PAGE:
The Pitfalls of Reversing the Affordable Care Act

This week spearheaded the Supreme Court debate over the constitutionality of the Affordable Care Act -the Obama Administration’s landmark legislation on healthcare reform. Specifically, the courts are examining the government’s right to mandate health insurance for everyone.
It is mind boggling to me that we have a system of mandated car insurance, but we take an issue with mandated health insurance when we are living with severe consequences of everyone’s need for care, and there are millions of people with no means to provide for that care.
This law, and the court decision that could end it, will mean different things to many depending on one’s agenda. But those who are the recipients of services, as a result of healthcare reform, stand to bear the greatest negative effects of the loss of this law. Those who stand to be negatively affected are:
  • those with preexisting conditions,
  • the uninsured,
  • the underinsured,
  • those in need of preventive care,
  • and those in need of extended coverage to age 26.
In addition, this law eliminates the insurance company’s practice of charging women 50% more for insurance and allows seniors to receive the preventive care needed to remain healthy and viable.
There are many aspects of the Affordable Care Act that govern what individual states will do to meet the requirements of the law. As a result of this law, hundreds of thousands more people will now be eligible for health care services who were not covered previously. This change primarily affects each state’s Medicaid system. This is a major challenge considering there are so many states currently experiencing dilemmas in addressing the high cost of care to this population.
In the state of Illinois, we are experiencing extreme financial challenges to support care for those on Medicaid, as are many other states. As a result of the Affordable Care Act, it is estimated that approximately 700,000 more people will be added to the Medicaid program. The State is also mandating that 50% of all Medicaid recipients be placed in managed care systems by 2014.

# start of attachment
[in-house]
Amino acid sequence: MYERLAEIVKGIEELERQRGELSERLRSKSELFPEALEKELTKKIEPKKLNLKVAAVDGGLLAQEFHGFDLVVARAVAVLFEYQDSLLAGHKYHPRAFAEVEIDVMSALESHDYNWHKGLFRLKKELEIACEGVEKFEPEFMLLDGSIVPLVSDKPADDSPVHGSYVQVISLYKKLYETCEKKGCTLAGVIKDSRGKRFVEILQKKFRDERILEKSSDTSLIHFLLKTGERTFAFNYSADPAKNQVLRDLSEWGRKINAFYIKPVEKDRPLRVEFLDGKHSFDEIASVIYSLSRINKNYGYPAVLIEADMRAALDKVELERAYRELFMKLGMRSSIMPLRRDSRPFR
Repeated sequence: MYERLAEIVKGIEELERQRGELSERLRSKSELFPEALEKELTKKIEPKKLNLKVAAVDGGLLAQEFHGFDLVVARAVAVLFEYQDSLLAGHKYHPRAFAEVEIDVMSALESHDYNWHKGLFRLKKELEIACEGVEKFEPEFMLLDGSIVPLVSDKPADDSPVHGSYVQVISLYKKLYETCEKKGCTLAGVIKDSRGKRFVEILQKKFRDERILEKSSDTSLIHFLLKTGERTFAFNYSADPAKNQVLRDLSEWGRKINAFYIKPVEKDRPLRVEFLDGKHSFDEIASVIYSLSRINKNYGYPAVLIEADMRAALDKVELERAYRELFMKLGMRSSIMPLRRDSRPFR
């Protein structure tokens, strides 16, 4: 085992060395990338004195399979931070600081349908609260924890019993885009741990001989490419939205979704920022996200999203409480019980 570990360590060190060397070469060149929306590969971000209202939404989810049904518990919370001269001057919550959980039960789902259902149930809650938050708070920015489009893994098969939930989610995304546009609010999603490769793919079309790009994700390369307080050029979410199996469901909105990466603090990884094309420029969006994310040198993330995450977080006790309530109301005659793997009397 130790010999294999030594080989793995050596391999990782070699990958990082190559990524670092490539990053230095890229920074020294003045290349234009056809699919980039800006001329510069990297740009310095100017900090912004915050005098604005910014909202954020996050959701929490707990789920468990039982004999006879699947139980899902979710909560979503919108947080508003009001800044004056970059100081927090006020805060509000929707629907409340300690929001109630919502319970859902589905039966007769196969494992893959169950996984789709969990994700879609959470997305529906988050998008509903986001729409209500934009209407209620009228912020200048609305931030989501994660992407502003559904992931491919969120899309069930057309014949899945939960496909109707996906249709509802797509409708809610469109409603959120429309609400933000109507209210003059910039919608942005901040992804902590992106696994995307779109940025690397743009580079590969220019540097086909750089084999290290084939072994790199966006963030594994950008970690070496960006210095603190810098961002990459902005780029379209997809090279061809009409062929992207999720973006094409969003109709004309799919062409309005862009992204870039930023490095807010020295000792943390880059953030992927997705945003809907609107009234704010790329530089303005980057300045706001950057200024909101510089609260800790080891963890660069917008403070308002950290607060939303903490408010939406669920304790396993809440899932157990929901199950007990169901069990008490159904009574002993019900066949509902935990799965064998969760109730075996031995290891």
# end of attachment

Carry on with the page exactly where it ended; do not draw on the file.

To the State’s credit, it has decided to allow providers to participate in the development of healthcare models that provide quality healthcare while containing costs. Through the State’s Innovations Project, they are looking for comprehensive models that address the medical and the psychosocial needs of this population.
The state recognizes that the current methods of providing services to the Medicaid population have not produced the kind of quality, or cost savings, necessary to sustain our system over the long haul. The state is virtually "broke” and our healthcare system is "broken.” Our current system requires an individual to be sick in order to receive services.” A model of care that includes prevention will identify problems before they occur or worsen.
The call for proposals indicates the State’s recognition that continuing to operate in silos that treats symptoms only addresses one aspect of a person’s health or life. The ideal model will take a comprehensive look at a patient and his environment and will treat current problems, while addressing the potential for future medical, as well as, psycho-social issues.
This system of care coordination amongst all providers that focuses on prevention, community management, medical and psycho-social issues will produce the quality and cost outcomes necessary to build and sustain a viable Medicaid system in the State of Illinois, and could very well become the model of our country in finally developing what can be considered a true healthcare system.

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